The Legends of Constellations

Dating back to ancient Greece or earlier, most of the well-known constellation names were established, but the precise list remained unclear to some degree not until the 20th century. The International Astronomical Union (IAU), in a series of resolutions from 1922 to 1930, divided the celestial sphere into 88 precisely defined constellations with official abbreviations and spellings.

Let’s take a look at some of the famous constellation names.

Aquarius (The Water Bearer)

While attending to the flocks of his father on Mount Ida, Ganymede, an extremely handsome young man and the son of the king of Troy, Tros, caught the eye of Zeus. Subsequently, Zeus sent Aquila, his eagle messenger, down to Earth with instructions to bring the young man back to Mount Olympus to serve the gods.

Ganymede served the gods by bringing water to them when they needed it, as well as being the cupbearer of Zeus. For his service, he received credits from Zeus and honored him by placing a constellation called Aquarius among the stars, which means water carrier.

Aries (The Ram)

The legendary king of Thessaly, Athamas, had two children, Helle and Phrixus. At one point, the king remarried another woman, Ino, and she began to mistreat the children badly. Hermes gave pity on them and sent a magical ram to fly them away and escape the wrath of their stepmother.

The children flew on the ram’s back to the east over land and sea. Along the way, one of the children, Helle, fell and drowned over the strait that separates Asia and Europe as she failed to get a good hold on the fleece of the ram to some degree. In honor of her memory, up to this day, the sea is called Hellespont.

The remaining child, Phrixus, reached Colches safely, which is on the edge of the Black Sea. In gratitude for his safe deliverance, the ram on which they rode was sacrificed by Phrixus and gave its fleece to the king of that country. As for the great sacrifice of the ram in saving the children, Zeus placed a constellation in the sky, Aries, in honor of the ram.

Gemini (The Twins)

The wife of Tyndareus, king of Sparta, had twins with Zeus, Pollux, and Castor. In search of the Golden Fleece, both sailed with Jason and the Argonauts, who were invincible warriors with unparalleled courage. On the other hand, Castor distinguished himself as a great wrestler, while some stories depict him as a great horseman, and Pollux saw himself as a great fighter or boxer. The twins fought their best when they’re near each other, and they were inseparable.

The twins helped the Argonauts during a storm that threatened to sink their ship, and they received credits from Zeus, who in turn placed a constellation in the sky in their honor, Gemini, after they passed away. It can be seen between the constellations Cancer and Orion near Leo. It’s a favorable sign when sailors see it.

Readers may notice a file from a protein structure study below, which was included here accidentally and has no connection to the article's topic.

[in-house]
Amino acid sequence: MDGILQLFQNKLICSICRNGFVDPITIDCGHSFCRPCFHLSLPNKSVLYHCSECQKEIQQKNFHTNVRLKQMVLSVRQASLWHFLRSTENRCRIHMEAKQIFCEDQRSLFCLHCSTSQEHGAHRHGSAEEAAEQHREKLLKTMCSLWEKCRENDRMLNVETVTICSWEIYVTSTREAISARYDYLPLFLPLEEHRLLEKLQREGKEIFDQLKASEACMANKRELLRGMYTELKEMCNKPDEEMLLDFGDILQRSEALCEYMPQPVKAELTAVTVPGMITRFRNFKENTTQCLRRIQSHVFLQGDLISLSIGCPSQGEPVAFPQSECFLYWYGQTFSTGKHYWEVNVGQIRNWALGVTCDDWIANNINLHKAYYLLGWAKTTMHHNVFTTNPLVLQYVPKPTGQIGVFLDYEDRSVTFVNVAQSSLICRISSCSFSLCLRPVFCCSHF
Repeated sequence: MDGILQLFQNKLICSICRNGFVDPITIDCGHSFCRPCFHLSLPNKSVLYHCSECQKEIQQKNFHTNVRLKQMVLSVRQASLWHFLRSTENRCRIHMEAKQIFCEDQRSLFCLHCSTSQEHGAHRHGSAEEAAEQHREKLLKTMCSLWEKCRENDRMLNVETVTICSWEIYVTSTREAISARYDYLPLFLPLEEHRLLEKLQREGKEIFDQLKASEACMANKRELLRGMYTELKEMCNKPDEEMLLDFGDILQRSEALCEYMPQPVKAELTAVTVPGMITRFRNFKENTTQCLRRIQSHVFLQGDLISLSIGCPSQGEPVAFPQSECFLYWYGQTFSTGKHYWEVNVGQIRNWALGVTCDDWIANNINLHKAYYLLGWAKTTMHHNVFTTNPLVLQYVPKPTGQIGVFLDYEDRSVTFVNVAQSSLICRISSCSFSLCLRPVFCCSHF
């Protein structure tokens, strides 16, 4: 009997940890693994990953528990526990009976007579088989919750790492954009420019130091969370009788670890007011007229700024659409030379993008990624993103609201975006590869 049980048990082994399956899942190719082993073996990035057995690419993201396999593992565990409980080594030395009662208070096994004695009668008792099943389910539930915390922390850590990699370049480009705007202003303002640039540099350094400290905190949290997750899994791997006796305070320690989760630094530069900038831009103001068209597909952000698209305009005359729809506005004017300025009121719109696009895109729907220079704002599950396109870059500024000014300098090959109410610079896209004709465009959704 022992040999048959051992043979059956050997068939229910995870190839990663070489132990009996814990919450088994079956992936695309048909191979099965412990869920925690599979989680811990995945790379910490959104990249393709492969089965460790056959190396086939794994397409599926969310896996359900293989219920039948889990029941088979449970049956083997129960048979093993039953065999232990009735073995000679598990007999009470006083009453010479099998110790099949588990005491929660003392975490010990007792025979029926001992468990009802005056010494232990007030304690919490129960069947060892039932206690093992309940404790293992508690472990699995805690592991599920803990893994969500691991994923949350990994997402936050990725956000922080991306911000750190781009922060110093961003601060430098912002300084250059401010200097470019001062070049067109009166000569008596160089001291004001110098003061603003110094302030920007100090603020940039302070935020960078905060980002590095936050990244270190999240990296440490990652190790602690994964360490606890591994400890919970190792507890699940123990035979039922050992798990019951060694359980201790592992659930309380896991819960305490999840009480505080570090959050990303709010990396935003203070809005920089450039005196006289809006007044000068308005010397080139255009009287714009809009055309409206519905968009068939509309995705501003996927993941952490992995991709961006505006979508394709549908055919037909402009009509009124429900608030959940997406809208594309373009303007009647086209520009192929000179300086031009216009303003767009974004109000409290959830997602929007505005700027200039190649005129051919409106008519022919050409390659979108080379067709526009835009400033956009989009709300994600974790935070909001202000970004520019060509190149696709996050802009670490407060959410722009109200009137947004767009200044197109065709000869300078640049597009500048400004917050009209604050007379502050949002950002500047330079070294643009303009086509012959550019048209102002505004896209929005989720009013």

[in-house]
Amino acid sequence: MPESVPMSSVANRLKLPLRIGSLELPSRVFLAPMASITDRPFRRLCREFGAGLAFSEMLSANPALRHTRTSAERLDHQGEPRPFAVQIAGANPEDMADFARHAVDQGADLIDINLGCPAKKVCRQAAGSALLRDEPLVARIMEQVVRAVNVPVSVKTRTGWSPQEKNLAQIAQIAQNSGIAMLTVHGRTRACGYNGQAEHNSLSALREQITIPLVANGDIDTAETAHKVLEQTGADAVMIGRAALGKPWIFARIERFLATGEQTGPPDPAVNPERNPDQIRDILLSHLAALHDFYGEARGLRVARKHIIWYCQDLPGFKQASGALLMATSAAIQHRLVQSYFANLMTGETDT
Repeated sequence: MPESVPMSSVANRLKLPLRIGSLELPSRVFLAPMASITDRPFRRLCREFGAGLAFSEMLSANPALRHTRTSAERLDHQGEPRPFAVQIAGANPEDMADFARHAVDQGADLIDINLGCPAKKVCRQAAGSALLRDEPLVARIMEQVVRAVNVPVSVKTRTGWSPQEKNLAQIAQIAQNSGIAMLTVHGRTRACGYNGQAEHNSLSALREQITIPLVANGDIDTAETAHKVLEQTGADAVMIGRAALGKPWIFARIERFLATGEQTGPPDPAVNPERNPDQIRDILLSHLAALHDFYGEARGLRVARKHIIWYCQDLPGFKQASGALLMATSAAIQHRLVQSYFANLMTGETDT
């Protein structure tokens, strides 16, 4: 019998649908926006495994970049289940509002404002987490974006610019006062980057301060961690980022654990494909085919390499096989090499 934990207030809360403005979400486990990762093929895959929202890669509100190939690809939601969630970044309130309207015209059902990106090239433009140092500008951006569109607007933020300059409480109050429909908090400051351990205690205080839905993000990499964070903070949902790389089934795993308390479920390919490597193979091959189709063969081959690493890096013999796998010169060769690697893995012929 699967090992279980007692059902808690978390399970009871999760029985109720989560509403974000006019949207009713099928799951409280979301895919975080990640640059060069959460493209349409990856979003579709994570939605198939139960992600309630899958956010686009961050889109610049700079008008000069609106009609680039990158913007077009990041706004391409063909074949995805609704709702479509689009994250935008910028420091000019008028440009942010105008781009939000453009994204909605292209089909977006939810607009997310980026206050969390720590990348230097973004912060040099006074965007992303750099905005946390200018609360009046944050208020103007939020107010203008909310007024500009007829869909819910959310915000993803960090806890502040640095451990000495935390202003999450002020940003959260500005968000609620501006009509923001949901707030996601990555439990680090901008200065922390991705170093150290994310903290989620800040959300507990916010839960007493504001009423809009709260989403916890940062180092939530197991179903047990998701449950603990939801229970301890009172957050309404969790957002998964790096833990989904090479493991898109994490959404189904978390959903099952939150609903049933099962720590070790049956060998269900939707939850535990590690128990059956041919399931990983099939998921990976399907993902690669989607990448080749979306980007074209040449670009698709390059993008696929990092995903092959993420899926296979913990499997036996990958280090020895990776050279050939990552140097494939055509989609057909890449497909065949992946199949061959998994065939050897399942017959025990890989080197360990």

Libra (The Scales)

The only zodiacal constellation which represents an inanimate object is Libra or the scales. It represents the equality of the days and nights at the equinoxes. In recent times, it has come to be associated with the constellation Virgo, the goddess of justice, who used these scales as a symbol of her office. Libra is represented, next to the hands of Virgo, in the heavens.

Pisces (The Fish)

As Aphrodite and her son, Eros—or Venus and Cupid in Roman mythology—were in the woods when they heard a monster, Typhon, crashing through the woods towards them, Aphrodite took the hand of Eros and ran away as fast as they could. Yet, the noise of Typhon’s approach got closer and closer. Ultimately, Aphrodite and Eros had run so far, reaching the shores of the Great Sea.

They were aware that the monster Typhon would soon be upon them and hurriedly changed themselves into two fish and swam away to safety. Later on, their great escape was immortalized with the constellation of Pisces, two fish, among the stars by Zeus. Other stories depict two fish (dolphins) that were sent by Poseidon to save Aphrodite and Eros, for which they received credits and became the constellation Pisces.

Scorpio (The Scorpion)

Commanded by Artimus, the famous scorpion came up out of the ground to sting Orion, the mighty hunter, which caused his demise. In killing so many animals for no reason at all but to impress her, it was the punishment Orion received. The Scorpio constellation was then placed into the sky on the opposite side of the world from Orion so as to avoid further conflict. It also serves as a reminder to all of us that killing animals for food is okay, but not for fun.